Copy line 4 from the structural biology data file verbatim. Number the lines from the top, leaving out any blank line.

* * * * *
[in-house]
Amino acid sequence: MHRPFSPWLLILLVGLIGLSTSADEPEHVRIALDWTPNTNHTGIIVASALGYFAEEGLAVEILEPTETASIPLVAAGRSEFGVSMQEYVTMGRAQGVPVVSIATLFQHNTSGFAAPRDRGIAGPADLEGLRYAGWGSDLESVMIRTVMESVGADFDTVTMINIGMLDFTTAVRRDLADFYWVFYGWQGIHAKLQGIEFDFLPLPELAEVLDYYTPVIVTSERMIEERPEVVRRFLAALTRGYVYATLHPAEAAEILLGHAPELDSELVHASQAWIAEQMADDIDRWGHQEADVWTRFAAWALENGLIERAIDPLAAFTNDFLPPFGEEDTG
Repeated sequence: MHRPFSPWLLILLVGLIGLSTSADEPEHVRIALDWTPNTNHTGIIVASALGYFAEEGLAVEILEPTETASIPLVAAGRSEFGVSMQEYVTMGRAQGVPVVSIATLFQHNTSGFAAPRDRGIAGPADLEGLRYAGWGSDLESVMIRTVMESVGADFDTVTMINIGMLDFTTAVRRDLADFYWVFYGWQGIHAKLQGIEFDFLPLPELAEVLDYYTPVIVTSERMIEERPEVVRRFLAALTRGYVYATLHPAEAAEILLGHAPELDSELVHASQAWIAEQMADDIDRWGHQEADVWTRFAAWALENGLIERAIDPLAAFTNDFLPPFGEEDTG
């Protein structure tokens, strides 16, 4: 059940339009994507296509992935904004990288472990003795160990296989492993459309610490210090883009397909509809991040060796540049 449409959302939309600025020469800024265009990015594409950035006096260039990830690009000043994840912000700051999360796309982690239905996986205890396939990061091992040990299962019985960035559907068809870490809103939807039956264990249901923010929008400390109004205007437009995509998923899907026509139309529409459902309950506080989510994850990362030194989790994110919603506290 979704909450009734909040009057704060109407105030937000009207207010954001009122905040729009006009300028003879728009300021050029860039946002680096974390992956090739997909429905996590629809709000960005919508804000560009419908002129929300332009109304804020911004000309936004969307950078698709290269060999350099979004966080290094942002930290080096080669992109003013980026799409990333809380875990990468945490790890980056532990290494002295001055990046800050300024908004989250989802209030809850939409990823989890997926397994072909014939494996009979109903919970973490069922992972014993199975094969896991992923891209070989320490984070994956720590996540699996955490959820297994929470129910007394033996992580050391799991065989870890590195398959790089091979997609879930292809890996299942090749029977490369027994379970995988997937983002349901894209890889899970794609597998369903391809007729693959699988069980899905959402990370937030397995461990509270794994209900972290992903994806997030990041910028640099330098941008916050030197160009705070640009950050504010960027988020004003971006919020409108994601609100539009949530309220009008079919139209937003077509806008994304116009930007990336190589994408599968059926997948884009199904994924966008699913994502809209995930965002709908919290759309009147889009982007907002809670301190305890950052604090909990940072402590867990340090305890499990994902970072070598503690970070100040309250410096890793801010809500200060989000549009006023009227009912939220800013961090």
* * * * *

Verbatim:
């Protein structure tokens, strides 16, 4: 059940339009994507296509992935904004990288472990003795160990296989492993459309610490210090883009397909509809991040060796540049 449409959302939309600025020469800024265009990015594409950035006096260039990830690009000043994840912000700051999360796309982690239905996986205890396939990061091992040990299962019985960035559907068809870490809103939807039956264990249901923010929008400390109004205007437009995509998923899907026509139309529409459902309950506080989510994850990362030194989790994110919603506290 979704909450009734909040009057704060109407105030937000009207207010954001009122905040729009006009300028003879728009300021050029860039946002680096974390992956090739997909429905996590629809709000960005919508804000560009419908002129929300332009109304804020911004000309936004969307950078698709290269060999350099979004966080290094942002930290080096080669992109003013980026799409990333809380875990990468945490790890980056532990290494002295001055990046800050300024908004989250989802209030809850939409990823989890997926397994072909014939494996009979109903919970973490069922992972014993199975094969896991992923891209070989320490984070994956720590996540699996955490959820297994929470129910007394033996992580050391799991065989870890590195398959790089091979997609879930292809890996299942090749029977490369027994379970995988997937983002349901894209890889899970794609597998369903391809007729693959699988069980899905959402990370937030397995461990509270794994209900972290992903994806997030990041910028640099330098941008916050030197160009705070640009950050504010960027988020004003971006919020409108994601609100539009949530309220009008079919139209937003077509806008994304116009930007990336190589994408599968059926997948884009199904994924966008699913994502809209995930965002709908919290759309009147889009982007907002809670301190305890950052604090909990940072402590867990340090305890499990994902970072070598503690970070100040309250410096890793801010809500200060989000549009006023009227009912939220800013961090």